Police lights

All officers in the Morgantown Police Department will now be equipped with body cameras to monitor their activity and to “provide more transparency to the public,” according to a press release from MPD Chief Ed Preston.

The cameras must be manually activated by the officer wearing it as he or she exits their vehicle. The recordings, which can be more than 18 hours, can then only be downloaded by a supervisor at the police station.

“Anything that’s going to improve your evidence collection and documentation ability is a benefit,” Preston said in the release. “It benefits the courts. It benefits the public. It benefits the officers because it more accurately depicts the incidents as they happen.”

Police cars are already outfitted with in-car cameras to monitor all activity, but Preston said body cameras are to provide the officer’s direct view.

Morgantown’s school resource officers and special response teams have worn cameras for almost 20 years, according to the release.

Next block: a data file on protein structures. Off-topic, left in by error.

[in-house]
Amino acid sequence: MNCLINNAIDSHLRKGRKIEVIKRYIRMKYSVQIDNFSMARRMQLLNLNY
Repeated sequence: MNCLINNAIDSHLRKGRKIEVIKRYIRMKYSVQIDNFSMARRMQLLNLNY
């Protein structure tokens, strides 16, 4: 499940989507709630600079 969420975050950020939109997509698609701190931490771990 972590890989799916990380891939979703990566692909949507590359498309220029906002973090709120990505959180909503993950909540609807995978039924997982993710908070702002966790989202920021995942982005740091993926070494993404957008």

MPD was given $10,000 by the Governor’s Highway Safety Program to purchase the body cameras and other equipment.

“It’s been an entire effort to better equip the officers to better do their jobs over the past several years,” Preston said. “We’ve incorporated radars. We’ve incorporated portable breath-testing instruments. We’ve obtained laptop computers and cameras. All of these things together enable the officers to perform their jobs more efficiently and more effectively.”

Many police departments have moved toward adopting body cameras as a standard of practice after riots broke out across the nation following controversial decisions to not indict several white police officers after they killed unarmed black men.

Though there weren’t riots for these decisions in Morgantown, W.Va., Preston told The Charleston Gazette in October that he wished the body cameras would have come in for the rioting after West Virginia University’s football victory over Baylor.